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Conservation Areas enjoy special protection under legislation and both national and local, policy and guidance. In determining planning applications, the local authority must consider how the proposed development within a Conservation Area ‘preserves or enhances’ the character or appearance of the area.


Amongst the early designations were also important developments of the early 20th Century: Welwyn Garden City (Hertfordshire); Hampstead Garden Suburb (London Borough of Barnet); and Chester, which was selected by the Ministry of Housing and Local Government for a special study on the implications of a conservation policy for the historic centre. This had the broad objective of preserving and, where possible, promoting or enhancing the architectural and historic character of the area in order to maintain its life and economic buoyancy.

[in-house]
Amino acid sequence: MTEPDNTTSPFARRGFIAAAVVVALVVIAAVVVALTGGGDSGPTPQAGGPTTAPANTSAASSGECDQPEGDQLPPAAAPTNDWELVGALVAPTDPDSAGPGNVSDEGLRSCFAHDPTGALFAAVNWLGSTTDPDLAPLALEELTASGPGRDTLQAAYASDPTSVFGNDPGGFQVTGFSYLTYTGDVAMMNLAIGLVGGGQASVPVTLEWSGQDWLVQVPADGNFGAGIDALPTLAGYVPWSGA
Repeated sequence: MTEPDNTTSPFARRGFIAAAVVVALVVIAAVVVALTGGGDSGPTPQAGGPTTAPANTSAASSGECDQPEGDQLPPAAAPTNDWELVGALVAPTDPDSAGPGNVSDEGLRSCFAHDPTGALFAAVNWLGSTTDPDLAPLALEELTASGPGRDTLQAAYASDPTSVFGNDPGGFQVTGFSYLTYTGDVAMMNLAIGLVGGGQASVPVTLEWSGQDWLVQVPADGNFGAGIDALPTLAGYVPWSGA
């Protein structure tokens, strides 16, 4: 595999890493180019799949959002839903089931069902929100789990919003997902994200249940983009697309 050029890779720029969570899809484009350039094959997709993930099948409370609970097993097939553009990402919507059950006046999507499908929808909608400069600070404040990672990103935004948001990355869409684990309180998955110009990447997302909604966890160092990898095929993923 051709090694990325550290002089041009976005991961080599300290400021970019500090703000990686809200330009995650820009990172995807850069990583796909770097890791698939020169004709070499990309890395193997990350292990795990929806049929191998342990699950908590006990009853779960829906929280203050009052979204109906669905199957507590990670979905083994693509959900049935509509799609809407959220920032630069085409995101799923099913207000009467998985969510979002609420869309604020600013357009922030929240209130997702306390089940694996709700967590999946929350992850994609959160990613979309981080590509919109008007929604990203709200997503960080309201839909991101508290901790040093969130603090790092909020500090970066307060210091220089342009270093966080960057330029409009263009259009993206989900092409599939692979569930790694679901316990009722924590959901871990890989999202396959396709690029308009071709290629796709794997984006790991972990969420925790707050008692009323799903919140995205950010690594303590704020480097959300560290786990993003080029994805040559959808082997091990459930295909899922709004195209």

Extra controls are placed on development within a Conservation Area. Planning Permission is needed to demolish a building in a Conservation Area, and there is a planning presumption in favour of the retention of buildings which make a positive contribution to a Conservation Area. Certain types of more minor development, are subject to Permitted Development rights (under the General Permitted Development Order, 2015, as amended). Permitted Development rights are, however, more limited in Conservation Areas, and may be removed partially or completely using Article 4 Directions. Trees above a specific size are protected in Conservation Areas.


Applicants must give a council a notice period (usually six weeks’ notice) in writing before any work is carried out to lop, top or fell a tree in a Conservation Area. There is also greater control over advertisements in Conservation Areas.

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